Do you want to be able to glance at your project plans or to-do lists and know immediately what state everything is in?
By using the right project managing tool you'll be able to break down your tasks into simple chunks of information - allowing you to be more productive and focus on the important things.
In our blog this month, we're looking at one of the free project managers you can use - it's called Trello.
Last month we talked about hand-drawn to-do lists - and you can be even more organised by making use of these high-tech tips.
Before we begin, sign up to Trello on your computer and follow their tutorial to understand how boards, lists and cards work.
We'd explain ourselves but we'll never do a better job than they can - plus, they teach you by using a cartoon husky called Taco. Who can top that?
Don’t forget to download the app too - then you'll have your boards with you wherever you go.
Most projects have four stages: planning, doing, sign off and done.
Create a board for your project and plot the stages of your project onto the board as lists. My example uses the stages suggested above.
Put the various aspects of your project onto the board as cards. Try to put them in the lists that reflect their current status.
Here's an example of my project board for this blog (from a few days ago).
Add detail to your card as checklists, links or colour coding. I've colour coded my cards by type of activity (purple for social media, red for website, blue for email and green for support materials).
Move your cards around when their statuses change. This 'living' board means you'll quickly see what is ahead-of, on or behind schedule.
As you can see, even though the blog is published the social activity hasn’t moved any further than planning. This may be because it can’t be worked on until the blog is published – or could be an oversight that is easily spotted by checking your Trello project plan.
For complicated cards, don't be afraid to make them into their own boards too - here's a board for the social activity I planned alongside this blog. See how much extra detail you may need to add for some parts of the project.
Create a board for your to-do list.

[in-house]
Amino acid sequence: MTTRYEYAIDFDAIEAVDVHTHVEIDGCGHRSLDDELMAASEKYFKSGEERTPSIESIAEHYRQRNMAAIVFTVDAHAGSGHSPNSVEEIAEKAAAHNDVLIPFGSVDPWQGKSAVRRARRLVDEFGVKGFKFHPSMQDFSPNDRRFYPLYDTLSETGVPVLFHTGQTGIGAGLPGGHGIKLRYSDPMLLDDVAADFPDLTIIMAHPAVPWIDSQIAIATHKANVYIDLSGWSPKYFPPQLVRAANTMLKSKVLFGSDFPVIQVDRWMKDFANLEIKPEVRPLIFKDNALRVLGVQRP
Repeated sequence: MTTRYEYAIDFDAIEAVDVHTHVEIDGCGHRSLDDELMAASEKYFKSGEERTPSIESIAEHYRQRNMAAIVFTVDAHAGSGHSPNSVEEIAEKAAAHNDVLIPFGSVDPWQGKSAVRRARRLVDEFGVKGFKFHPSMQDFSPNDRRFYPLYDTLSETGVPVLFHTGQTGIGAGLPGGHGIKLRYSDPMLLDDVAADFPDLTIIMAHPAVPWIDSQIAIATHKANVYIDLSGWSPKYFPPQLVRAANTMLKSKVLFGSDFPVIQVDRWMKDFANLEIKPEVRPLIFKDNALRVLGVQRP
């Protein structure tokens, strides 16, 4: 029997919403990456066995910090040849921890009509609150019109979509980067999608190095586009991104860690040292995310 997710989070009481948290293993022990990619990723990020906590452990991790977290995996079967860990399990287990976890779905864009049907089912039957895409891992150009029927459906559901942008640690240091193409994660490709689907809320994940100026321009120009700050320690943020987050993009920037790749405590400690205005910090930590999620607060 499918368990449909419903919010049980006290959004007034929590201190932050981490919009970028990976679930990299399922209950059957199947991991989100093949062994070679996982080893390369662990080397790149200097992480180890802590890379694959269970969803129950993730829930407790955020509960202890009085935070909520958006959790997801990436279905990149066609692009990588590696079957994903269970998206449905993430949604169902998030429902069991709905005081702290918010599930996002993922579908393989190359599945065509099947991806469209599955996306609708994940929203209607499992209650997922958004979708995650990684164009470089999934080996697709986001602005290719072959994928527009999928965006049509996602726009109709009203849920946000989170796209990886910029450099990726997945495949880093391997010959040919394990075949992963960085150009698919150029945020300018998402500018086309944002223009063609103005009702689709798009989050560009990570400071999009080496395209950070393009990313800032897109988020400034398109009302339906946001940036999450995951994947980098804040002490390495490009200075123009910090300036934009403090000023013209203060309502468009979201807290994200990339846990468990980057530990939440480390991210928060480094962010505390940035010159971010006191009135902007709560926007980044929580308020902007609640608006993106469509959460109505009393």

On the board, create lists for your different ‘to-do’ statuses.
This could be as simple as 'To-Do', 'Doing' and 'Done' or could be more structured like the Eisenhower Matrix. You can see the lists that I've used match the Eisenhower Matrix which I talked about in the last month's business tip.
Each task can be added as a card to the appropriate list.
The useful thing about Trello cards is that you can colour code them to add more organisation within the list, and add checklists so that you have a greater visibility of how close the task is to being 'Done'.
I’ve organised my cards with green (for tasks to complete in the shop), blue (for tasks to complete online) and red (for tasks to complete for customers).
One final thing - you don't need to keep these boards to yourself. You can share your projects or to-do lists with others by inviting them with their email address or Trello username. When they next access Trello they can view the boards you've shared - and even edit them if you authorise them to.
Image: Productivity board courtesy of Dennis Hamilton on Flickr.
David Pallant is a Content Producer at Make It Cheaper, which means he could be responsible for producing content for just about anything we need. Emails, blogs, posters and social media posts are just some of the ways that David has produced content for Make It Cheaper. Having spent five years working in the insurance industry, he knows how important it is to write clear and engaging messages that anyone can understand.You can email David at email@example.com
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